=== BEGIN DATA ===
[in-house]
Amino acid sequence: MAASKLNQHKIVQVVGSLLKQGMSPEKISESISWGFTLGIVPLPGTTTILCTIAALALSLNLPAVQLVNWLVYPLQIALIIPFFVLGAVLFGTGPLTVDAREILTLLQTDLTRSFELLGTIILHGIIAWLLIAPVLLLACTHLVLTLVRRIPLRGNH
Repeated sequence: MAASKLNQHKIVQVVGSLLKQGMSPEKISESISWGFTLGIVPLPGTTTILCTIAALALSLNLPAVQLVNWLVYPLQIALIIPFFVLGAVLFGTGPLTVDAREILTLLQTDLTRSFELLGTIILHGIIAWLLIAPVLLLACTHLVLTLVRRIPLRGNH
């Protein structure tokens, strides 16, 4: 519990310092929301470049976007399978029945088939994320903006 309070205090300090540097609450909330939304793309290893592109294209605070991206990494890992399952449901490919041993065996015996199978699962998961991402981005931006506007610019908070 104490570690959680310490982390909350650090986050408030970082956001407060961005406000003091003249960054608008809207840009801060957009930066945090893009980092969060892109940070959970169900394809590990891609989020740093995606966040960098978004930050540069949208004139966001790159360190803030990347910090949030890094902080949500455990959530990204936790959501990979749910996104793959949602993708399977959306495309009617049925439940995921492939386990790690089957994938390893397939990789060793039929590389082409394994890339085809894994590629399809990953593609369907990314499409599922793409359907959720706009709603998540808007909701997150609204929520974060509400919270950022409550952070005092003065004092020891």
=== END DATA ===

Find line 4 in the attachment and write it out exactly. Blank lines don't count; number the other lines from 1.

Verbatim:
């Protein structure tokens, strides 16, 4: 519990310092929301470049976007399978029945088939994320903006 309070205090300090540097609450909330939304793309290893592109294209605070991206990494890992399952449901490919041993065996015996199978699962998961991402981005931006506007610019908070 104490570690959680310490982390909350650090986050408030970082956001407060961005406000003091003249960054608008809207840009801060957009930066945090893009980092969060892109940070959970169900394809590990891609989020740093995606966040960098978004930050540069949208004139966001790159360190803030990347910090949030890094902080949500455990959530990204936790959501990979749910996104793959949602993708399977959306495309009617049925439940995921492939386990790690089957994938390893397939990789060793039929590389082409394994890339085809894994590629399809990953593609369907990314499409599922793409359907959720706009709603998540808007909701997150609204929520974060509400919270950022409550952070005092003065004092020891």